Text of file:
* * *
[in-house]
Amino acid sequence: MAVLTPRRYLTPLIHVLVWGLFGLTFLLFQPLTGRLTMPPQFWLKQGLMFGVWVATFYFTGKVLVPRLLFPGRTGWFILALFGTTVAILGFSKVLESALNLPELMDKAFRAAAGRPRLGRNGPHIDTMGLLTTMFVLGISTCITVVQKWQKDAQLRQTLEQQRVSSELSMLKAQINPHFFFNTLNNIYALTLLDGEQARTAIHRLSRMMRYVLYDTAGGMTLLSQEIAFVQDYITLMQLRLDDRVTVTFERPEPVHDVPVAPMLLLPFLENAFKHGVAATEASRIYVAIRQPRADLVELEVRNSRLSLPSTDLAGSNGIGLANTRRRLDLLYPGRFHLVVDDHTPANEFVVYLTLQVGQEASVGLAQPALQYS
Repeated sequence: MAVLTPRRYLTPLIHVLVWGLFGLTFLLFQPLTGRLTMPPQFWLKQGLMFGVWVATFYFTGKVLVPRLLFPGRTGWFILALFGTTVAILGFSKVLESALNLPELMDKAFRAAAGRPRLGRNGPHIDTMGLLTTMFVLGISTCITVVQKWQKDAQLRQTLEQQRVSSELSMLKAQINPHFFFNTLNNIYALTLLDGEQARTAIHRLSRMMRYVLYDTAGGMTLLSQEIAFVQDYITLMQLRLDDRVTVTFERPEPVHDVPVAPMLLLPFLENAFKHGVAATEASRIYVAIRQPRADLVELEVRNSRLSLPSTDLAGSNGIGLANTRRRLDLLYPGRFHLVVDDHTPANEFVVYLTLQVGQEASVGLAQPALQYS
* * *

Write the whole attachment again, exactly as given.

[in-house]
Amino acid sequence: MAVLTPRRYLTPLIHVLVWGLFGLTFLLFQPLTGRLTMPPQFWLKQGLMFGVWVATFYFTGKVLVPRLLFPGRTGWFILALFGTTVAILGFSKVLESALNLPELMDKAFRAAAGRPRLGRNGPHIDTMGLLTTMFVLGISTCITVVQKWQKDAQLRQTLEQQRVSSELSMLKAQINPHFFFNTLNNIYALTLLDGEQARTAIHRLSRMMRYVLYDTAGGMTLLSQEIAFVQDYITLMQLRLDDRVTVTFERPEPVHDVPVAPMLLLPFLENAFKHGVAATEASRIYVAIRQPRADLVELEVRNSRLSLPSTDLAGSNGIGLANTRRRLDLLYPGRFHLVVDDHTPANEFVVYLTLQVGQEASVGLAQPALQYS
Repeated sequence: MAVLTPRRYLTPLIHVLVWGLFGLTFLLFQPLTGRLTMPPQFWLKQGLMFGVWVATFYFTGKVLVPRLLFPGRTGWFILALFGTTVAILGFSKVLESALNLPELMDKAFRAAAGRPRLGRNGPHIDTMGLLTTMFVLGISTCITVVQKWQKDAQLRQTLEQQRVSSELSMLKAQINPHFFFNTLNNIYALTLLDGEQARTAIHRLSRMMRYVLYDTAGGMTLLSQEIAFVQDYITLMQLRLDDRVTVTFERPEPVHDVPVAPMLLLPFLENAFKHGVAATEASRIYVAIRQPRADLVELEVRNSRLSLPSTDLAGSNGIGLANTRRRLDLLYPGRFHLVVDDHTPANEFVVYLTLQVGQEASVGLAQPALQYS